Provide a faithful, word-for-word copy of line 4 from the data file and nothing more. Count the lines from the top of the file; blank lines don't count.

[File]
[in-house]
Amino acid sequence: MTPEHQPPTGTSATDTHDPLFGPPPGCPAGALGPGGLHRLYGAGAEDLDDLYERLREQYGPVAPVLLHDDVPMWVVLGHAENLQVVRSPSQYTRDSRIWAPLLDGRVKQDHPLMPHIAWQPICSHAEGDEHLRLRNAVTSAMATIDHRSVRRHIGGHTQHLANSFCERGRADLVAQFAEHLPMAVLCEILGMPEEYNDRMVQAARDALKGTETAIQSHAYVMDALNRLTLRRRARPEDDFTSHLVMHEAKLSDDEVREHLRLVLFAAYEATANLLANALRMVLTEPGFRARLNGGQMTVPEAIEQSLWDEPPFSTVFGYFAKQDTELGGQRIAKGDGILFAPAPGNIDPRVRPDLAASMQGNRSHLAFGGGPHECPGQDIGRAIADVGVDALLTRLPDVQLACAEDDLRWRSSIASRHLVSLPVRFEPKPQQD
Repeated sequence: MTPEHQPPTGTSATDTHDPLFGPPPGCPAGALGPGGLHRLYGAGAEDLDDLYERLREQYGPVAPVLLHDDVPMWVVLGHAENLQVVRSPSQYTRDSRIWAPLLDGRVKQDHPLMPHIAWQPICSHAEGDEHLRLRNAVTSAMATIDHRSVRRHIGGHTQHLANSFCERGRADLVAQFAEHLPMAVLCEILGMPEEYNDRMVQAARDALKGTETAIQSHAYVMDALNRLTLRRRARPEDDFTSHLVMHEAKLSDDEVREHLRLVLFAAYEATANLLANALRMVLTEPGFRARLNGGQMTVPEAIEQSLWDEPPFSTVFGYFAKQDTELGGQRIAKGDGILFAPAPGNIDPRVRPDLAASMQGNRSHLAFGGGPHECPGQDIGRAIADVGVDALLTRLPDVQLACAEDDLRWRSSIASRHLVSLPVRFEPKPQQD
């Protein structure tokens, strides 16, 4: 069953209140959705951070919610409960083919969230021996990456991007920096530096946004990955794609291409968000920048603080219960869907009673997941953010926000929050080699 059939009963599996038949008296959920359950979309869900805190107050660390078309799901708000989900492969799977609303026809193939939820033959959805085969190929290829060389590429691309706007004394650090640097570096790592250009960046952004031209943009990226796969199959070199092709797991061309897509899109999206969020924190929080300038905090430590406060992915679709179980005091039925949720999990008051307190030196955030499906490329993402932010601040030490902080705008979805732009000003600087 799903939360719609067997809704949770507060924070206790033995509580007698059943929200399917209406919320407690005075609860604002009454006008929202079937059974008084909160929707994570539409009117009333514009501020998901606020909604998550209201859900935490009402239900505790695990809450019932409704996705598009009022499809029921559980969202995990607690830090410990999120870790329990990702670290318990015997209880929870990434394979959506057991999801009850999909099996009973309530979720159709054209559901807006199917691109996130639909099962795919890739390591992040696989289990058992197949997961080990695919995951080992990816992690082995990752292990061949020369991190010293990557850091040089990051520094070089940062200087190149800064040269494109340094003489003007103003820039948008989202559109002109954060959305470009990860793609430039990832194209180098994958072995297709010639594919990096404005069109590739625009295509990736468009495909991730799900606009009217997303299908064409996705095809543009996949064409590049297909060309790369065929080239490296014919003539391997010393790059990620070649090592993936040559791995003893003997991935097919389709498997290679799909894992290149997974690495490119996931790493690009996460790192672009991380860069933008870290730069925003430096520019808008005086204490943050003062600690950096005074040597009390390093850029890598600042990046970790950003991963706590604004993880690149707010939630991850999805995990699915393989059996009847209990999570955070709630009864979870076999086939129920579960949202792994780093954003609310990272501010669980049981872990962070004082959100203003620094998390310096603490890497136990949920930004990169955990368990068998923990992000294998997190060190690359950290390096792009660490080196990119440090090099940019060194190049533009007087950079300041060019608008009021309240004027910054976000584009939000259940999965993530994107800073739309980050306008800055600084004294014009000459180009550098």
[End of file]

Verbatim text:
């Protein structure tokens, strides 16, 4: 069953209140959705951070919610409960083919969230021996990456991007920096530096946004990955794609291409968000920048603080219960869907009673997941953010926000929050080699 059939009963599996038949008296959920359950979309869900805190107050660390078309799901708000989900492969799977609303026809193939939820033959959805085969190929290829060389590429691309706007004394650090640097570096790592250009960046952004031209943009990226796969199959070199092709797991061309897509899109999206969020924190929080300038905090430590406060992915679709179980005091039925949720999990008051307190030196955030499906490329993402932010601040030490902080705008979805732009000003600087 799903939360719609067997809704949770507060924070206790033995509580007698059943929200399917209406919320407690005075609860604002009454006008929202079937059974008084909160929707994570539409009117009333514009501020998901606020909604998550209201859900935490009402239900505790695990809450019932409704996705598009009022499809029921559980969202995990607690830090410990999120870790329990990702670290318990015997209880929870990434394979959506057991999801009850999909099996009973309530979720159709054209559901807006199917691109996130639909099962795919890739390591992040696989289990058992197949997961080990695919995951080992990816992690082995990752292990061949020369991190010293990557850091040089990051520094070089940062200087190149800064040269494109340094003489003007103003820039948008989202559109002109954060959305470009990860793609430039990832194209180098994958072995297709010639594919990096404005069109590739625009295509990736468009495909991730799900606009009217997303299908064409996705095809543009996949064409590049297909060309790369065929080239490296014919003539391997010393790059990620070649090592993936040559791995003893003997991935097919389709498997290679799909894992290149997974690495490119996931790493690009996460790192672009991380860069933008870290730069925003430096520019808008005086204490943050003062600690950096005074040597009390390093850029890598600042990046970790950003991963706590604004993880690149707010939630991850999805995990699915393989059996009847209990999570955070709630009864979870076999086939129920579960949202792994780093954003609310990272501010669980049981872990962070004082959100203003620094998390310096603490890497136990949920930004990169955990368990068998923990992000294998997190060190690359950290390096792009660490080196990119440090090099940019060194190049533009007087950079300041060019608008009021309240004027910054976000584009939000259940999965993530994107800073739309980050306008800055600084004294014009000459180009550098």